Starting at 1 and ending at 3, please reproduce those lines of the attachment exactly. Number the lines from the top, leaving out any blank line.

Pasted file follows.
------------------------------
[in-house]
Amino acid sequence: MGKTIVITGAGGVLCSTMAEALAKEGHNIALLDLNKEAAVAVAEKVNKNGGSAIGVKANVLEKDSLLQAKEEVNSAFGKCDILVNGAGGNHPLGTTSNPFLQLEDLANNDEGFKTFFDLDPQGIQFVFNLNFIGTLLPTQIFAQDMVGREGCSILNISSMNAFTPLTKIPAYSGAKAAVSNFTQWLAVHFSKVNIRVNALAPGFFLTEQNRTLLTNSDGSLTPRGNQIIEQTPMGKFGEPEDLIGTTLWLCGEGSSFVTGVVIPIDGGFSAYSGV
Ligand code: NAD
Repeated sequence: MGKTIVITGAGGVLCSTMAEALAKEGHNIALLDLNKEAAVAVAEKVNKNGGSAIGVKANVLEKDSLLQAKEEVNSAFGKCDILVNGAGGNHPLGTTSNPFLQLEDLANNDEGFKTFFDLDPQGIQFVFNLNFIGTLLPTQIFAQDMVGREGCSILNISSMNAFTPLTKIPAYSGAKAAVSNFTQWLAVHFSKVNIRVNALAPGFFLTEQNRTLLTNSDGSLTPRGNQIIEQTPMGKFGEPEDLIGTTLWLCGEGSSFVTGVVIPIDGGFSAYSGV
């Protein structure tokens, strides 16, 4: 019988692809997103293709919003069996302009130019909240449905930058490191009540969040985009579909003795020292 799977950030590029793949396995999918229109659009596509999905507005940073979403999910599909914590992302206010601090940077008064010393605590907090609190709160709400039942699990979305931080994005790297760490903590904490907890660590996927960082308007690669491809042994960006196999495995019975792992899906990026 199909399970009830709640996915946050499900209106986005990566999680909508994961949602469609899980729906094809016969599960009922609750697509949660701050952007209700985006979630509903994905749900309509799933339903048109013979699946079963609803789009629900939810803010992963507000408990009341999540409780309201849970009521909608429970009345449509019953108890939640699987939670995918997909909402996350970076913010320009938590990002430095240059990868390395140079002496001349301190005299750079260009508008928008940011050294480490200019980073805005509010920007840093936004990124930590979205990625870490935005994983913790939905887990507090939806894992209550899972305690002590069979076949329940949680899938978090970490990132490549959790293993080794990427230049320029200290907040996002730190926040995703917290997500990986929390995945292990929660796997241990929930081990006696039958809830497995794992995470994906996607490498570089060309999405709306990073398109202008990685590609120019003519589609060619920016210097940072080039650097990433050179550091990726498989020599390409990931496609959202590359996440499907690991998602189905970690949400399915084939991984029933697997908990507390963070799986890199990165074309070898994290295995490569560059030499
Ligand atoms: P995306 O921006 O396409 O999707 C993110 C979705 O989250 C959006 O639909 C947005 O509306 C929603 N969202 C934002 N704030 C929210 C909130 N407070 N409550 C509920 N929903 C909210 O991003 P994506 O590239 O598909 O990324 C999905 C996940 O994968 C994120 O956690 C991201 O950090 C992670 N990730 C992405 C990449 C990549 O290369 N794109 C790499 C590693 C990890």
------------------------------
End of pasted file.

[in-house]
Amino acid sequence: MGKTIVITGAGGVLCSTMAEALAKEGHNIALLDLNKEAAVAVAEKVNKNGGSAIGVKANVLEKDSLLQAKEEVNSAFGKCDILVNGAGGNHPLGTTSNPFLQLEDLANNDEGFKTFFDLDPQGIQFVFNLNFIGTLLPTQIFAQDMVGREGCSILNISSMNAFTPLTKIPAYSGAKAAVSNFTQWLAVHFSKVNIRVNALAPGFFLTEQNRTLLTNSDGSLTPRGNQIIEQTPMGKFGEPEDLIGTTLWLCGEGSSFVTGVVIPIDGGFSAYSGV
Ligand code: NAD